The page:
Setting direction: A purposeful approach to modern industry policy



The concept of industrial policy when a government attempts to steer economic development by supporting key industries is back in vogue: many governments around the world have begun implementing opinionated and directional industry policies, like the US’ Inflation Reduction Act and the EU Chips Act.

Setting direction: A purposeful approach to modern industry policy is a report from the Centre for Policy Development’s Sustainable Economy Program, authored by program director Toby Phillips and program officer Esther Koh. 

The report lays out a practical framework that Australia’s federal government could use in deploying its industry policy to invest in a sustainable and prosperous economy for tomorrow.

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Setting direction: A purposeful approach to modern industry policy suggests the Australian Government needs to take a more hands-on approach to industry policy in order to meet productivity targets and tackle major challenges like climate change, supply chain resilience and adoption of new technologies. 

The report lays out the essential elements required for successful modern industry policy, including clear direction from government, a diverse policy mix, and strong, coordinated governance.

What is wrong with our current approach to industry policy?

The term ‘industry policy’ often conjures images of Australia’s interventionist approach prior to the 1980s and 1990s, characterised by higher taxes, tariffs and protectionism for domestic industries.

Since then, the prevailing economic orthodoxy has rejected industry policy, favouring a ‘hands-off’ approach that leaves industry development up to the free market. 

As we face major challenges like the green transition, supply chain instability and resilience to future health crises, this hands-off approach will not be sufficient to tackle such tasks, and won’t secure Australia’s competitiveness for decades to come. Capital markets optimise for short return horizons. The long-term prosperity of the country relies not just on exploiting our comparative advantage today, but in setting up Australia to have strong industries in the future.

What does the report recommend?

Governments around the world have taken different approaches in a common attempt to implement more modern, directional industry policy. The report’s integrated framework for modern industry policy provides the how for governments to do this well, and outlines the essential elements for success:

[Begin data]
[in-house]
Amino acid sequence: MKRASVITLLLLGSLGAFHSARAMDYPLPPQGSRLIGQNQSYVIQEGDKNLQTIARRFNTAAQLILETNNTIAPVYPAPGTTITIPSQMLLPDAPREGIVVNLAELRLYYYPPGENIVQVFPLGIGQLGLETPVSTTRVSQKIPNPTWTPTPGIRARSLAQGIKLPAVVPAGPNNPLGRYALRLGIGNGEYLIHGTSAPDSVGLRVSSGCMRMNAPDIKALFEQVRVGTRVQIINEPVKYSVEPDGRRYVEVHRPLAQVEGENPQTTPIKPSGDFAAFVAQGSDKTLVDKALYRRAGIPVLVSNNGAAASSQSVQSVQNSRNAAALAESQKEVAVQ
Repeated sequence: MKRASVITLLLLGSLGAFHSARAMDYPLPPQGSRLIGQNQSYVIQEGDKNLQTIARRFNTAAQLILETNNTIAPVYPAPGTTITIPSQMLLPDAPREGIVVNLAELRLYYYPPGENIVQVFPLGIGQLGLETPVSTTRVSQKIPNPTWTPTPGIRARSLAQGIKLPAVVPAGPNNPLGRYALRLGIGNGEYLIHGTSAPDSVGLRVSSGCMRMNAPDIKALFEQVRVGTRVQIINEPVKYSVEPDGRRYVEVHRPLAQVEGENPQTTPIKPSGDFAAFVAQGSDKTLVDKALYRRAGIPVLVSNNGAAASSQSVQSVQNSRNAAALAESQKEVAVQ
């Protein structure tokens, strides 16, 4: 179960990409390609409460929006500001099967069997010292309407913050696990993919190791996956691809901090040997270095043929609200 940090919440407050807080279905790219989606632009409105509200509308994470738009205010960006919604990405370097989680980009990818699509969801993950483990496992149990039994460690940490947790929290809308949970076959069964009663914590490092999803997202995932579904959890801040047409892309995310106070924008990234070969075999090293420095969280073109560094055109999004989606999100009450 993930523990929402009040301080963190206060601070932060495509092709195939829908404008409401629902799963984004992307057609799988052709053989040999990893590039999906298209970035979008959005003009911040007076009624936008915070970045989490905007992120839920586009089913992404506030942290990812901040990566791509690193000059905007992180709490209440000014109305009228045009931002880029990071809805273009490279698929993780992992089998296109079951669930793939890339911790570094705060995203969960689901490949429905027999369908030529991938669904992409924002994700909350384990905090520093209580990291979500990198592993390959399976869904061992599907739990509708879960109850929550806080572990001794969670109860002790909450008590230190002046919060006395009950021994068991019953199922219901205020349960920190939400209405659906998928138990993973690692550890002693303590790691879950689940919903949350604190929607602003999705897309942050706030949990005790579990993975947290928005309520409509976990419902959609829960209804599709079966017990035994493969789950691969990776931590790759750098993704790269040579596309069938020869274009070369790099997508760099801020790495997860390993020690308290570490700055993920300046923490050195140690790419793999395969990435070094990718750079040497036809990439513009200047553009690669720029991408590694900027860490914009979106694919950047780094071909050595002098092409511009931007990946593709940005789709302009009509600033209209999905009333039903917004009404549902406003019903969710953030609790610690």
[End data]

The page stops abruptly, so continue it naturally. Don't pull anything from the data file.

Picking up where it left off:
Directionality — Setting a clear direction (narrow, defined priorities), backed with a high-level political and fiscal commitment that signals directions to industry and the economy.

Policy mix diversity — Mobilising a comprehensive set of policy tools for a government-wide approach to support the directional goals, including boosting innovation, supply-side coordination, helping firms get to scale and building demand.

Governance — Convening ministers or departments at a high level to ensure alignment, providing a forum for engagement and leadership from industry itself, and building institutional capacity. 

Why does this matter?

Globally and at home, there is deep uncertainty around major trends reshaping economies, from the risk of the knowledge economy to the implications of a changing climate. In Australia, governments are grappling with a narrow industrial base, an export basket that is heavily exposed to other countries’ industrial transitions, and an R&D and innovation system that is less active (as a proportion of the economy) than most OECD countries. Australia risks being left behind by relying too heavily on the industries of the past like mining and resources, and not properly utilising our competitive advantages in areas like innovation and green infrastructure.

Modern industry policy is a purpose-driven approach where governments provide a strategic direction or goal and implement an integrated suite of policies to signal and support industries in that direction. It acknowledges that complex challenges demand complex responses.

Governments should consider more directional industry policymaking in situations where: 

  • market failures prevent the most efficient and socially-beneficial industries emerging;
  • where the country’s long-term competitive advantage does not overlap with short-term investment horizons; or 
  • where the national innovation system is struggling to coordinate actors across the economy. 

These are compelling rationales for bold public action to catalyse innovation and shape future industries.

Setting direction in the media

Climate, worker and innovation experts have embraced the Prime Minister’s seismic shift on industrial policy that will see coordinated government intervention to help Australia compete in the global clean energy and manufacturing race.
New and existing subsidies and incentives designed to bolster domestic manufacturing will be brought under the umbrella of a “Future Made in Australia Act”, as the government seeks to boost its economic and national security credentials.
For most economists, the idea of a “planned economy” is laughable. Policy experts, in particular, are now happy to challenge the Cold War binary that a country is either “free” or trying to recreate Stalin’s five-year plan.
Australia must implement “directional” industry policy that utilises clear goals, a diverse mix of policy and strong governance to take full advantage of structural changes like decarbonisation and emerging technologies.
Australia has been warned it will miss out on future prosperity under its existing industry policy and cannot match the US or China.
The Australian Government needs to take a more hands-on approach to industry policy to meet productivity targets and tackle major challenges

About the authors